In a challenging and uncertain global job market, bridging the gap between theory and practice has become a top priority for universities looking to arm students with a competitive edge. In the world of business and finance in particular, today’s graduates must be both technically and intellectually savvy to succeed beyond the classroom environment. It’s no wonder a growing number of universities are turning to Bloomberg’s market-leading platform to enrich their curriculums and empower students with a practical learning experience.
The Bloomberg Professional service (or “terminal”) is in classrooms at nearly 800 universities and business schools worldwide. The students sitting at those keyboards, whether they’re at Stanford, Oxford’s Said Business School, Indian Institute of Management, Udaipur, India, or NUS Business School in Singapore, are gaining exposure to and first hand practical experience in interpreting the same information platform used by leading decision makers in business, finance and government worldwide, often one or two years ahead of their peers heading into the workforce.
“We are giving students marketable, real-world skills,” says Bloomberg for Education Sales Advocate Lindsay Coss, who is based in San Francisco. “We get students – these future decision-makers – to be familiar with Bloomberg before they start looking for jobs.”
CHANGING THE WAY FINANCE IS TAUGHT
For a more than a decade Bloomberg has had a presence on Ivy League campuses like Harvard, but since 2010 we’ve been ramping up our presence at universities worldwide, working with universities and business schools to bring complex theory to life. Students enrolled in business and finance classes enjoy access to our data and analytics to perform various real-world tasks, such as real-time and historical analysis, tracking multiples with forward-looking data, building custom formulas, and conducting mock trading. They can learn how to analyze financial markets, assess economic scenarios and interpret key news developments that impact the global economy.
In some cases, students manage real portfolios owned by the school. This practical, real-world experience – and responsibility – builds the skills, confidence and global knowledge needed in a rapidly changing business and financial landscape, and enables graduates to hit the ground running with a differentiating skill set in the global job market.. Students have even petitioned their universities to have terminals installed for their courses (e.g., see here and here).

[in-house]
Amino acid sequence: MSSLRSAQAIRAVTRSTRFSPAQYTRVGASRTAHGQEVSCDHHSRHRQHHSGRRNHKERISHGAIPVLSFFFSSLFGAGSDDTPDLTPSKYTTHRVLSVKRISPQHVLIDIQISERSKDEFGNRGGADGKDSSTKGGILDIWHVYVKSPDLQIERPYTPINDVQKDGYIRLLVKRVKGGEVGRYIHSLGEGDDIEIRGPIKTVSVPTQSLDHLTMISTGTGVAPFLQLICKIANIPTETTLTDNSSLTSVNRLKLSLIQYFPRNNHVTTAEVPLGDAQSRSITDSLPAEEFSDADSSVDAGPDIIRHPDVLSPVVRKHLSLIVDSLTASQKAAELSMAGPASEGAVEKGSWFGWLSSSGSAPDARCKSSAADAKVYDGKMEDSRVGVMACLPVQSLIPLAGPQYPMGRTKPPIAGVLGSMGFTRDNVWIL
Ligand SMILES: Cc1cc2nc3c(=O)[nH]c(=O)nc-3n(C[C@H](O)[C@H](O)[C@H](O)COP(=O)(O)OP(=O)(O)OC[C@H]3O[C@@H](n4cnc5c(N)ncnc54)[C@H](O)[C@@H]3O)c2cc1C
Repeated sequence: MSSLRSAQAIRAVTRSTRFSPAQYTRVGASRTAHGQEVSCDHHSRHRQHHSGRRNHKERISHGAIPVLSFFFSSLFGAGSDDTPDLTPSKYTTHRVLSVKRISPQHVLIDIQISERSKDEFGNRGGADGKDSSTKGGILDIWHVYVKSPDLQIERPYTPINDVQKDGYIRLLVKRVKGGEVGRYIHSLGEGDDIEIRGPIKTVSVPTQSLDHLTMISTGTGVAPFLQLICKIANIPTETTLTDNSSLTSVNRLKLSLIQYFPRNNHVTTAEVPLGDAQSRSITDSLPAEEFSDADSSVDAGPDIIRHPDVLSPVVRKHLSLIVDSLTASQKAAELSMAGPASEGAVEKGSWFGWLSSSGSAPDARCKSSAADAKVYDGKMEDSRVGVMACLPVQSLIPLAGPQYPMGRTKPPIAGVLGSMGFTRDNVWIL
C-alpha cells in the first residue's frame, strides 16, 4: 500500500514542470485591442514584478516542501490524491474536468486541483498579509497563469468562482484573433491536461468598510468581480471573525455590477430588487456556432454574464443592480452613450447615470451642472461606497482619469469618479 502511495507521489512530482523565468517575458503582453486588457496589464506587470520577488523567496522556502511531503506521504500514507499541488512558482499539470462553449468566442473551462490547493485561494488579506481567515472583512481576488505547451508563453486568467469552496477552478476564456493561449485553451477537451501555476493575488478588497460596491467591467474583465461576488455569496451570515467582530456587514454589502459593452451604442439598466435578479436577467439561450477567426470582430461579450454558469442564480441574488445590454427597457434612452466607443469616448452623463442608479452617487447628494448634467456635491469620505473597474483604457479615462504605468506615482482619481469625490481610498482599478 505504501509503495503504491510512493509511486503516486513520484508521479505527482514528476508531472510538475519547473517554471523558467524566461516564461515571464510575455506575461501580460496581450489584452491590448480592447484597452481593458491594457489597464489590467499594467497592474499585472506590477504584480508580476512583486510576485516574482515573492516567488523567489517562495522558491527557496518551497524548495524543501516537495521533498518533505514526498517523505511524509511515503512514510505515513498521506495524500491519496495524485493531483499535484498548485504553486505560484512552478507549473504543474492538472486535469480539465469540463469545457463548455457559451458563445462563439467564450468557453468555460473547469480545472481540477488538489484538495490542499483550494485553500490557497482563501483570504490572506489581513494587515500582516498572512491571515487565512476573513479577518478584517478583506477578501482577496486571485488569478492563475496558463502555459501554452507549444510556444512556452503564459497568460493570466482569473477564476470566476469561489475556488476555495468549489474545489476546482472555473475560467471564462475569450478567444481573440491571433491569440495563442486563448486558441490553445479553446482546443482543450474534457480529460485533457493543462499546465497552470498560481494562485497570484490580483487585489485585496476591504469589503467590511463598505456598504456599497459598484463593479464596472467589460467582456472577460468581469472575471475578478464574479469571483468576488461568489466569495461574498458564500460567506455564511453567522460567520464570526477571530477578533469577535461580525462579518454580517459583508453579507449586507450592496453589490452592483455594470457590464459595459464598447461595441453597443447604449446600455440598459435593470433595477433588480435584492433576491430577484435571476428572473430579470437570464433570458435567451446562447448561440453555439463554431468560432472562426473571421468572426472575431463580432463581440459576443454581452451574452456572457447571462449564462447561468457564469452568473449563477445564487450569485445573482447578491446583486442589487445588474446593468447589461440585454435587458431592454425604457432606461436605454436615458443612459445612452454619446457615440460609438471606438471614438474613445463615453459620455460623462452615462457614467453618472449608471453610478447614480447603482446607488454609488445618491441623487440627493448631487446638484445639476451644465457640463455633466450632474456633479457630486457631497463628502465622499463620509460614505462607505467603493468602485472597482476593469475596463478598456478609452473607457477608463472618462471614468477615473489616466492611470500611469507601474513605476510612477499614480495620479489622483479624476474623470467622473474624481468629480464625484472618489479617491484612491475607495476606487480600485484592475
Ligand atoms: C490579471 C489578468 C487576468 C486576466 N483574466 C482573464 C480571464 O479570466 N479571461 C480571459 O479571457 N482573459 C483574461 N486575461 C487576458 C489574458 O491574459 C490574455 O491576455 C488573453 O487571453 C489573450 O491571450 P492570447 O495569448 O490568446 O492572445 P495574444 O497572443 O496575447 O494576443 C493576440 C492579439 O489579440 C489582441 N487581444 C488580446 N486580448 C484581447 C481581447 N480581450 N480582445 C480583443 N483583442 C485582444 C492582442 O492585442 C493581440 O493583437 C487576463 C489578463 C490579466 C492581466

THINKING BEYOND FINANCIAL MARKETS
But it’s not just students of business and finance that are harnessing the power of the Bloomberg Professional service to lend a practical edge to their studies. In some schools, students studying human resources are using Bloomberg tools to compare company productivity across industries; students in specialized areas such as corporate governance have developed Bloomberg applications to model Board-level best practices; College of Social Sciences, Health and Education students find Bloomberg’s latest clinical trial data are timelier than those they can access elsewhere, and students studying modern languages are practicing by reading Bloomberg’s extensive collection of foreign newspapers and other periodicals in real time.
Whatever the discipline, incorporating Bloomberg for Education into the curriculum is giving students a powerful, real-world information advantage. For this next generation of business leaders, the sky’s the limit.